Tuesday, June 6, 2017

The Dragonfly

It is amazing what gets my attention and fascinates me these days.  Sunday, while relaxing on the deck, I beheld a wondrous flying creature.  On gossamer wings it flew over my head several times and then landed for a brief moment on the table next to me, flapping its wings.  The sunlight gave its double wings a metallic color.  It had huge eyes and seem to stare right at me.  I decided then and there, that the creature had been appropriately named as a dragonfly.  The dragonfly, after one brief look at me, decided to fly off to a more hospitable environment.  Now, the sight of that dragonfly, however brief, has been on my mind ever since (this must be a “Golden Age” thing).  What a fascinating creature!  As a young boy, I once knew a good deal about the dragonfly.  Alas, time has taken some of that from me and so yesterday I did a little research as I thought of those fluttering wings and those big eyes.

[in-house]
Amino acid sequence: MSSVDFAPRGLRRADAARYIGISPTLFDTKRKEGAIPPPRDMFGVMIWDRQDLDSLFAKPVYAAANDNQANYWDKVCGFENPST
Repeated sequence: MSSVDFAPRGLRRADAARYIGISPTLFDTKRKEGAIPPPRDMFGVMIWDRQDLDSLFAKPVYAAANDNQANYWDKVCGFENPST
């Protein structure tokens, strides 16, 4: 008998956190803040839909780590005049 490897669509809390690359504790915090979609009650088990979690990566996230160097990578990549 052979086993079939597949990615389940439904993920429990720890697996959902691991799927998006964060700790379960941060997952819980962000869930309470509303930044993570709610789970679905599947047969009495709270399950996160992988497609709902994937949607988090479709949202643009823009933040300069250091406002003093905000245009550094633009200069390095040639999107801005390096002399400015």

The dragonfly has been around much longer than we have.  Their ancestors are known through fossil findings dating back some 325 million years ago.  Talk about a real Dragon-fly—these ancestors had wing spans of 30-some inches, which makes me wonder how big their eyes must have been.  The modern version of these earlier dragonflies are agile fliers and are among the fastest insects.  Their wings must be warm to function optimally, and so, they are often seen basking in the sun and “wing-whirring” to generate heat before taking flight. 

Young dragonflies, called larvae, or nymphs, are aquatic and this is why the adult dragonflies  are most often seen near streams and ponds. When I was young, wandering along the banks of my beloved brook, I saw many varieties of dragonflies.  One of the most familiar species we called the “darning needle.”  We must have picked that name up from somebody, for the term “devil’s darning needle” has been applied to the dragonfly through the ages. The name was derived from the superstition that dragonflies may sew up the eyes, ears, or mouth of a sleeping child, especially one who has misbehaved.  However, in spite of this rumor, dragonflies are of no danger to humans.  Thank goodness, my visiting dragonfly stayed for only a minute to warm his/her wings, and did not choose to sew up my eyes, ears, or mouth for my various misbehaviors.

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